### Re: GADT and instance deriving

Richard Eisenberg <eir <at> cis.upenn.edu>

2013-05-27 08:30:59 GMT

I don't yet see a problem with the strongly-typed approach.
Following the code I posted previously, for your deriv function, you would need sommething like the following:
---
deriv :: (HList indeps -> Tensor result) -> (HList (DerivIndeps indeps result) -> Tensor (DerivResult
indeps result))
type family DerivIndeps (indeps :: [Nat]) (result :: Nat) :: [Nat]
type family DerivResult (indeps :: [Nat]) (result :: Nat) :: Nat
---
If you haven't come across them before, type families are essentially type-level functions. See here:
http://www.haskell.org/haskellwiki/GHC/Type_families Once upon a time, I earned a degree in physics
and have actually taught multivariable calculus, but those days are long gone and my memory pages giving
the exact definitions you need are buried under many more pages of type theory. Nevertheless, I'm sure
that the types you need should be easily derivable given the inputs. Using type families in this way is
often necessary when using GADTs and strongly-typed interfaces.
Overloading operators should be possible using type classes. For example:
instance Addable (Tensor n) (Tensor n) where
(+) = …
You can use functional dependencies ***or*** type families/associated types (type families and associated
types are almost two names for the same thing) for the output type. I prefer type families over functional
dependencies, because I think type families use a syntax like function application and I find them easier
to think about. But, either will work for you here.
As for your question whose answer was "Template Haskell", I have to agree with that answer. Haskell gives
you no direct access to the names of your variables, so you can't have any decisions made based on a variable
name. So, if you want your names to be significant, you have to use Template Haskell, which involves
essentially writing programs to produce Haskell code. In your case, though, I think that approach is
overkill, and it's probably best just to be a little redundant in your code (i.e. name a variable `s` and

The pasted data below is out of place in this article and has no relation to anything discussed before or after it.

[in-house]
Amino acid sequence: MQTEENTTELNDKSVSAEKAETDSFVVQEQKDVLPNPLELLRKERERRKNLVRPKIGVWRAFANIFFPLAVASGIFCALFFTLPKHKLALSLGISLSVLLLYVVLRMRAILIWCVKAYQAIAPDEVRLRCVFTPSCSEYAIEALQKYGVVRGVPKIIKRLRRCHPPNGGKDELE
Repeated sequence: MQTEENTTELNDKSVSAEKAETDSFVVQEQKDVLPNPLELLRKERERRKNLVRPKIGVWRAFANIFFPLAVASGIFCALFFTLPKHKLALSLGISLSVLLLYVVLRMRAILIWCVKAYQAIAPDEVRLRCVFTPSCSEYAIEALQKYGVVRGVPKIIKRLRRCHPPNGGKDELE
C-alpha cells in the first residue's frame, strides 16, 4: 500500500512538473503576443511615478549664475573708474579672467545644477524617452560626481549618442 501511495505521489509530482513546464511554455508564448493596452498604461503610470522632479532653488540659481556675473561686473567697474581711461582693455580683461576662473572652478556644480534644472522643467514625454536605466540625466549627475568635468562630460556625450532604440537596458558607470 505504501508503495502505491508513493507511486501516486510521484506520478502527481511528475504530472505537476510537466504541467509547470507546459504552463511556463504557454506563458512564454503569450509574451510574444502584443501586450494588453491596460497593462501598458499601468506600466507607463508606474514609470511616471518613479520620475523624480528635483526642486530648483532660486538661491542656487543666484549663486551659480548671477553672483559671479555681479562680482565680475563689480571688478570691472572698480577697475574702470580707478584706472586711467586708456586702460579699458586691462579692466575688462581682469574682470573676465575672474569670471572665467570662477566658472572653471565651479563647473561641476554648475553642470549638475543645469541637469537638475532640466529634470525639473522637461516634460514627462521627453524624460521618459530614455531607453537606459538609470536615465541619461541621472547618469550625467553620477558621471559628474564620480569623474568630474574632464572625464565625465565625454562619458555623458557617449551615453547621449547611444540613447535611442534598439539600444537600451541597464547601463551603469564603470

have a string `"s"` nearby).
I hope this helps!
Richard
On May 26, 2013, at 1:20 PM, TP wrote:
> Hi Tillmann and Richard,
>
> Thanks for your answers.
>
> I have tried to analyze the code snippets you proposed.
> I've tried to transpose your examples to what I need, but it is not easy.
>
> The problem I see with putting the list of independent variables (*) at the
> type level is that at some time in my code I want for instance to perform
> formal mathematical operations, for example I want a function "deriv" that
> takes f(x(t),y(t),z(t)) as input, and returns
>
> df/dt = ∂f/∂x*dx/dt + ∂f/∂y*dy/dt + ∂f/∂z*dz/dt
>
> If the list of dependencies is encoded at the type level, I don't see how to
> produce the previous output from the knowledge of "f(x(t),y(t),z(t))". You
> understand that what I want to do is some type of basic Computer Algebra
> System library.
>
> Moreover, I want overloading for infix functions as '*', '/', '⋅' (scalar
> product), × (vector product) etc., that is why I have used typeclasses (see
> the code I showed in my previous post). For example, for the time being I
> will restrict myself to scalar product between vector and vector, vector and
> dyadic, dyadic and vector (a dyadic is a tensor of order 2, a matrix if you
> prefer). So I have three instances for scalar product '⋅'. I don't see how
> to combine this idea of overloading or derivation function with what you
> proposed. But I have perhaps missed something.
>
> Thanks,
>
> TP
>
> (*): That is to say the list of tensors of which one tensor depends, e.g.
> [t,r] for E(t,r), or simply [x,y,z] for f(x(t),y(t),z(t)) where x, y, and z
> themselves are scalars depending on a scalar t). In the test file of my
> library, my code currently looks like:
>
> -----------------
> type Scalar = Tensor Zero
> type Vector = Tensor One
> [...]
> let s = (t "s" []) :: Scalar
> let v = (t "v" [i s]) :: Vector
> let c1 = v + v
> let c2 = s + v⋅v
> -----------------
>
> t is a smart constructor taking a string str and a list of independent
> variables, and makes a (Tensor order) of name str.
>
> So in the example above, s is a scalar that depends on nothing (thus it is
> an independent variable), v is a vector that depends on s (i is a smart
> constructor that wraps s into a Box constructor, such that I can put all
> independent variables in an heterogeneous list).
> c1 is the sum of v and v, i.e. is equal to 2*v.
> c2 is the sum of s and v scalar v.
> If I try to write:
>
> let c3 = s + v
>
> I will obtain a compilation error, because adding a scalar and a vector has
> no meaning.
>
> Is there some way to avoid typeable in my case?
>
> Moreover, if I wanted to avoid the String in the first argument of my smart
> constructor "t", such that
>
> let s = (t []) :: Scalar
>
> constructs an independent Scalar of name "s", googling on the topic seems to
> indicated that I am compelled to use "Template Haskell" (I don't know it at
> all, and this is not my priority).
> Thus, in a general way, it seems to me that I am compelled to use some
> "meta" features as typeable or Template Haskell to obtain exactly the result
> I need while taking benefit from a maximum amount of static type checking.
>
>
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